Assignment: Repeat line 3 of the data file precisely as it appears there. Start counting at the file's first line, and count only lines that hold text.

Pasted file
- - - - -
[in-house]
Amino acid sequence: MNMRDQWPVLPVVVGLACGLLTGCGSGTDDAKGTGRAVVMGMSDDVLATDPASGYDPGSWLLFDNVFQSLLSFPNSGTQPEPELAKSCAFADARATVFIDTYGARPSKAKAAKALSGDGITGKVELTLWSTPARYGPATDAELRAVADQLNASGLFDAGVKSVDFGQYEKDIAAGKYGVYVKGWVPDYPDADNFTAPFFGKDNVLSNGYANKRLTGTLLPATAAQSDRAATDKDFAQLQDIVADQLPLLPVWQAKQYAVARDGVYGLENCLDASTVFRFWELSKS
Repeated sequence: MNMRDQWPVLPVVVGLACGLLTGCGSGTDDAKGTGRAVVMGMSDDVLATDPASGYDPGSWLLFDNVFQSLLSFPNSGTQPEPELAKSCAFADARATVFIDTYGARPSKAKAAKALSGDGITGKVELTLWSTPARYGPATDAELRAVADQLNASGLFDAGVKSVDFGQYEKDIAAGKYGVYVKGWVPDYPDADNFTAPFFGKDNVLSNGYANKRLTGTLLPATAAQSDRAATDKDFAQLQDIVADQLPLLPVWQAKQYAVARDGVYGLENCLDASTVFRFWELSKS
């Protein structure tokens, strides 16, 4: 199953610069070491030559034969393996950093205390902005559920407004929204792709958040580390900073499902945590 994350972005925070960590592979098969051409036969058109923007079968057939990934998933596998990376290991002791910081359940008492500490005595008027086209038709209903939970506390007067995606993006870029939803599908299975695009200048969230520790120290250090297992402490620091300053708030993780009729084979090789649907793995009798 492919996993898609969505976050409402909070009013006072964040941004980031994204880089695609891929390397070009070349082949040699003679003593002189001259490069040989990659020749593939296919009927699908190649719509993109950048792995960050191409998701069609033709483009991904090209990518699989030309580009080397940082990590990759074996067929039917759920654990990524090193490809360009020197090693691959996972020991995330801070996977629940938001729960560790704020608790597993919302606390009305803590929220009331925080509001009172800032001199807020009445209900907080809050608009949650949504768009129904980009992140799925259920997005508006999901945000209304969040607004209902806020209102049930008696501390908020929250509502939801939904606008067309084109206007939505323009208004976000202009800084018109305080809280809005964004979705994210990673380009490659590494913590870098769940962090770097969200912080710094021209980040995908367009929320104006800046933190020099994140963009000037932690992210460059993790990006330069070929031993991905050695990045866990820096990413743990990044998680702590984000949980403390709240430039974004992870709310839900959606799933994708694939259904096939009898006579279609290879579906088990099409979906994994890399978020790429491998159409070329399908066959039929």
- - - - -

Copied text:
Repeated sequence: MNMRDQWPVLPVVVGLACGLLTGCGSGTDDAKGTGRAVVMGMSDDVLATDPASGYDPGSWLLFDNVFQSLLSFPNSGTQPEPELAKSCAFADARATVFIDTYGARPSKAKAAKALSGDGITGKVELTLWSTPARYGPATDAELRAVADQLNASGLFDAGVKSVDFGQYEKDIAAGKYGVYVKGWVPDYPDADNFTAPFFGKDNVLSNGYANKRLTGTLLPATAAQSDRAATDKDFAQLQDIVADQLPLLPVWQAKQYAVARDGVYGLENCLDASTVFRFWELSKS